The local instructor helps me use the manual
foot peddle sewing machine. 
At least this time I'm peddling with my own feet!
...and basket weave (pseudo-successful), as they were doing to better their own lives.
It's not perfect, but not too shabby (I had a good teacher!)...
Team work creates...
This! (Just kidding, she did this amazing basket on her own,
and they'll soon be for sale through VHW).
The following week, while in Rwanda, I took a day trip to the famous PIH-Butaro Hospital.

On the way...
This is the impressive facility.
Through an informal tour led by an architect from the MassArt group, I learned and was so inspired to see how paying attention to the design of a facility can impact the quality of patient care. Perhaps what struck me more than the mod, simplistic designs and the beautiful scenery was the attention to community:
  • a large tree that would have more easily been removed remained because it was important to the community;
  • a doctor from Brigham and Women's Hospital was warm, friendly, and offered her time to us after just experiencing the death of a patient; 
  • our unofficial "tour guide," who was a friend of a friend, invited us for lunch and spent half his workday hosting us.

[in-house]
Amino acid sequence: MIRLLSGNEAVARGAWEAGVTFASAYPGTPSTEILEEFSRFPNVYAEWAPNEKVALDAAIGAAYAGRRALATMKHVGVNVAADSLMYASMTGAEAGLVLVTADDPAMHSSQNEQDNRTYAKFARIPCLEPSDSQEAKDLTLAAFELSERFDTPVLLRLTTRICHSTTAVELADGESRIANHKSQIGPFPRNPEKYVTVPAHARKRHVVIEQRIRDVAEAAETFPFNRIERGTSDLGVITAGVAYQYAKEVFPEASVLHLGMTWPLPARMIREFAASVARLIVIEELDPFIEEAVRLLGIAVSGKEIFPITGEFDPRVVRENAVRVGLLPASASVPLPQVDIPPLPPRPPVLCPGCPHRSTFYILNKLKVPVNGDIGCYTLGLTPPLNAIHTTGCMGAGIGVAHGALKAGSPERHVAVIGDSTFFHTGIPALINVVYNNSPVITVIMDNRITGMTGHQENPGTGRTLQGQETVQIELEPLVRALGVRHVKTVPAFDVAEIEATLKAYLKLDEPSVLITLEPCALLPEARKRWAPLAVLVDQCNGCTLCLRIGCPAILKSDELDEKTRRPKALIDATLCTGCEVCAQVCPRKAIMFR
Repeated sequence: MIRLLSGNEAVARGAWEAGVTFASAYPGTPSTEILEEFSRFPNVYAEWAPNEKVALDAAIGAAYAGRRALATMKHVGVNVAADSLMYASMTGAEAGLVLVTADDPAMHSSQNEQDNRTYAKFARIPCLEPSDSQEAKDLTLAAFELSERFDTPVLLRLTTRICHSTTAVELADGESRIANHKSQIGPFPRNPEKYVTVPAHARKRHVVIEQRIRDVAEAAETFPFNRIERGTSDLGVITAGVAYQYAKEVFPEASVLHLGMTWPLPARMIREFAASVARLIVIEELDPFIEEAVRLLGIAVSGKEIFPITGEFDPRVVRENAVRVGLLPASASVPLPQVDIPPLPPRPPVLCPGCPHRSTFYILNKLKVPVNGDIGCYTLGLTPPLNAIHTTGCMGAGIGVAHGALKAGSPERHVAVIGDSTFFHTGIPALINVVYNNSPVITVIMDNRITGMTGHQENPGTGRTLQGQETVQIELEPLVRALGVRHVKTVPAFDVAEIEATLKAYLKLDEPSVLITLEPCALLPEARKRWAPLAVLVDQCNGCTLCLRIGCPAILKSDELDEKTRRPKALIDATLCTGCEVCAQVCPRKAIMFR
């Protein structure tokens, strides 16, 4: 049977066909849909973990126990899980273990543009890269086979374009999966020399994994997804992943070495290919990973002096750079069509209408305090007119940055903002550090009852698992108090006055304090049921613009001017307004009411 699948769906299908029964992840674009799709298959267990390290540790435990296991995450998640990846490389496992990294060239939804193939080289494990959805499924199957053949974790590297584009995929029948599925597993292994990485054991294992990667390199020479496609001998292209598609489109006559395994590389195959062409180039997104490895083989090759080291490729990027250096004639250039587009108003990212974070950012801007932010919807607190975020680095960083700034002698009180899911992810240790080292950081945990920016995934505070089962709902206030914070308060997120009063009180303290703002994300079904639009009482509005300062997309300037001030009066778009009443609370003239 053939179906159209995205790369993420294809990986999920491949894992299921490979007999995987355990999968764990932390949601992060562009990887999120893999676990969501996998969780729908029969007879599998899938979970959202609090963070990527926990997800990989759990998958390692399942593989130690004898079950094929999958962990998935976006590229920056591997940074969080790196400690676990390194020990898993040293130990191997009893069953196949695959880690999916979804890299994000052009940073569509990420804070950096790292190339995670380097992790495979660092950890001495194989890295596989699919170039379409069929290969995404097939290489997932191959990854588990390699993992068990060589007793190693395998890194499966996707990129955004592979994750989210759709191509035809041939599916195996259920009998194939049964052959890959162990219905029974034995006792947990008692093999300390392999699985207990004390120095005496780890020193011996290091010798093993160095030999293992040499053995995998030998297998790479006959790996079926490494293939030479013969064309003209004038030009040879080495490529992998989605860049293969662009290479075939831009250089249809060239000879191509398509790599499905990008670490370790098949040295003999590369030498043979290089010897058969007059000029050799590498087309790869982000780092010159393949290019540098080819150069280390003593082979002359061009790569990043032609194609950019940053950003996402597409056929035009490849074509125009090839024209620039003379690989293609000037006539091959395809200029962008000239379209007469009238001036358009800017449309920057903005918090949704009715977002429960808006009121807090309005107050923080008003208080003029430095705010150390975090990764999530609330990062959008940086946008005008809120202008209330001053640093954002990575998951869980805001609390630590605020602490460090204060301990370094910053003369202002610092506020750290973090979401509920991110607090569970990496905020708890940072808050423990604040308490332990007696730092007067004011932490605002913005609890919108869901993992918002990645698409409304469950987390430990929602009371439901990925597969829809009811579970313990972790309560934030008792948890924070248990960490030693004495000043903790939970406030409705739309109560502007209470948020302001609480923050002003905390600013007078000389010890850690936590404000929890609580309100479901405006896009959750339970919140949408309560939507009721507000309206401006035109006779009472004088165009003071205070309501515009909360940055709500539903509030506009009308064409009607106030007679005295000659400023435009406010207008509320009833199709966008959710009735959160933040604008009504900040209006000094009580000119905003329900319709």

The community tree.
The waiting area, purposefully designed in an open setting
(and a remarkable view!)
One of the wards - simple mod designs with important functions!
There's attention to every piece of detail and
functionality. Here is some retaining wall construction.
Remarkable view from the corridor. 
Views like this can only help you feel better!
The famous PIH fish pond.
The facility was built around these trees as well, as requested
by the community. 

I even had the chance to venture into the rolling hills of the local community, meeting some new "friends" along the way.

My informal PIH tour concluded back here in Malawi, where I had the opportunity to spend a few days visiting friends in the district of Neno. Admittedly, this visit was for pleasure, though I was once again blown away by the hospitality, intelligence, dedication, and integration of American and Malawian staff members with one another and in the community. The "Neno in 15" tour (the number of minutes it took to see the main town) revealed that PIH employs and partners with so many in the community. A trip to the local "bottle shop" (home to 2 varieties of Carlsberg beer, the local fermented maize drink, and a pool table) revealed that almost everyone in the town knew my host by name. Even the fun activities - which involved community-style meals, playing sports with local children, and creating very innovative sources of entertainment with the beautiful mountainous backdrop - all centered around principles of fellowship, community, and cross-cultural exchange.